The health of the world’s oceans is deteriorating even faster than had previously been thought, a report warns. “We are entering an unknown territory of marine ecosystem change. The next mass extinction may have already begun.”
Health of oceans “declining fast”
By Roger Harrabin, Published by the BBC
A review from the International Programme on the State of the Ocean (IPSO), warns that the oceans are facing multiple threats. They are being heated by climate change, turned slowly less alkaline by absorbing CO2, and suffering from overfishing and pollution.
The report, The State of the Ocean 2013: Perils, Prognoses and Proposals, warns that dead zones formed by fertilizer run-off are a problem. It says conditions are ripe for the sort of mass extinction event that has afflicted the oceans in the past. It says: “We have been taking the ocean for granted. It has been shielding us from the worst effects of accelerating climate change by absorbing excess CO2 from the atmosphere.
“Whilst terrestrial temperature increases may be experiencing a pause, the ocean continues to warm regardless. For the most part, however, the public and policymakers are failing to recognize – or choosing to ignore – the severity of the situation.”
A recent report revealed that coral coverage on the Great Barrier Reef has declined by as much as 50% in the last three decades, while reefs in the Caribbean have seen reported losses of 80%. — BBC
It says the cocktail of threats facing the ocean is more powerful than the individual problems themselves. Coral reefs, for instance, are suffering from the higher temperatures and the effects of acidification whilst also being weakened by bad fishing practices, pollution, siltation and toxic algal blooms.
IPSO, funded by charitable foundations, is publishing a set of five papers based on workshops in 2011 and 2012 in partnership with the International Union for Conservation of Nature (IUCN’s) World Commission on Protected Areas. The reports call for world governments to halt CO2 increase at 450ppm. Any higher, they say, will cause massive acidification later in the century as the CO2 is absorbed into the sea.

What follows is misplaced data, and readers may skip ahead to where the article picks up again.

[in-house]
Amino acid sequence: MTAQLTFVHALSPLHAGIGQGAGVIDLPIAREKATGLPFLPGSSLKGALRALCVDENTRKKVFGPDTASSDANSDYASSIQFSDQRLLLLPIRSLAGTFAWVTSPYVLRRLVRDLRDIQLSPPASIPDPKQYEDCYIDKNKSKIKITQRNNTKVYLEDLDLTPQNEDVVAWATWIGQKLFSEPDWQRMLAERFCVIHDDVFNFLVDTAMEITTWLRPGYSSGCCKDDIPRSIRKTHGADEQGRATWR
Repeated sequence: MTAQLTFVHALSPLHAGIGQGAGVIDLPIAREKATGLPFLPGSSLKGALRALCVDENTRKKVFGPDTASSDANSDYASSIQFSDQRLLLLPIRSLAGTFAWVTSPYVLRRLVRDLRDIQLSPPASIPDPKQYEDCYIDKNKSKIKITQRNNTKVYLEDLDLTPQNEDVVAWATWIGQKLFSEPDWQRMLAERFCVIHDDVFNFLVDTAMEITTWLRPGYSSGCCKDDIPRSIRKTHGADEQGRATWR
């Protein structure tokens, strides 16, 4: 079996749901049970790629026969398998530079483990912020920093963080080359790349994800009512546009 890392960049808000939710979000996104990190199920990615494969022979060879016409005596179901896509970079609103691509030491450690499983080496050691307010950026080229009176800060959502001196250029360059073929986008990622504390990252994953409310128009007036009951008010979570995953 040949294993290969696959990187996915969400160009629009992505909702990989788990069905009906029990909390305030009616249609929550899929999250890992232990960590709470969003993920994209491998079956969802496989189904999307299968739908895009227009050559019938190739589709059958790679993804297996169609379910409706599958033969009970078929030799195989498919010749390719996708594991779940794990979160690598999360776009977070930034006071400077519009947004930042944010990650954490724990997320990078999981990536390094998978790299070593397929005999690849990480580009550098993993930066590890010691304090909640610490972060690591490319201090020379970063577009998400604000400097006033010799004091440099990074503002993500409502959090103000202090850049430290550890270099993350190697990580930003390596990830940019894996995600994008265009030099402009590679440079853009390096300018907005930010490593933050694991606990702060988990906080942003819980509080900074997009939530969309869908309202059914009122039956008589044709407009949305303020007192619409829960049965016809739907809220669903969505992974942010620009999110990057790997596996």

It urges much more focused fisheries management, and a priority list for tackling the key groups of chemicals that cause most harm. It wants the governments to negotiate a new agreement for the sustainable fishing in the high oceans to be policed by a new global high seas enforcement agency.
The IUCN’s Prof Dan Laffoley said: “What these latest reports make absolutely clear is that deferring action will increase costs in the future and lead to even greater, perhaps irreversible, losses. The UN climate report confirmed that the ocean is bearing the brunt of human-induced changes to our planet. These findings give us more cause for alarm – but also a roadmap for action. We must use it.”
The co-coordinator, Prof Alex Rogers from Oxford University has been asked to advise the UN’s own oceans assessment but he told BBC News he had led the IPSO initiative because: “It’s important to have something which is completely independent in any way from state influence and to say things which experts in the field felt was really needed to be said.”
He said concern had grown over the past year thanks to papers signaling that past extinctions had involved warming seas, acidification and low oxygen levels. All are on the rise today. He agreed there was debate on whether fisheries are recovering by better management following examples in the US and Europe, but said it seemed clear that globally they were not.
He also admitted a debate about whether overall climate change would increase the amount of fish produced in the sea. Melting sea ice would increase fisheries near the poles whilst stratification of warmer waters in the tropics would reduce mixing of nutrients and lead to lower production, he said. He said dead zones globally appeared to be increasing although this may reflect increased reporting.
“On ocean acidification, we are seeing effects that no-one predicted like the inability of fish to detect their environments properly. It’s clear that it will affect many species. We really do have to get a grip on what’s going on in the oceans,” he said.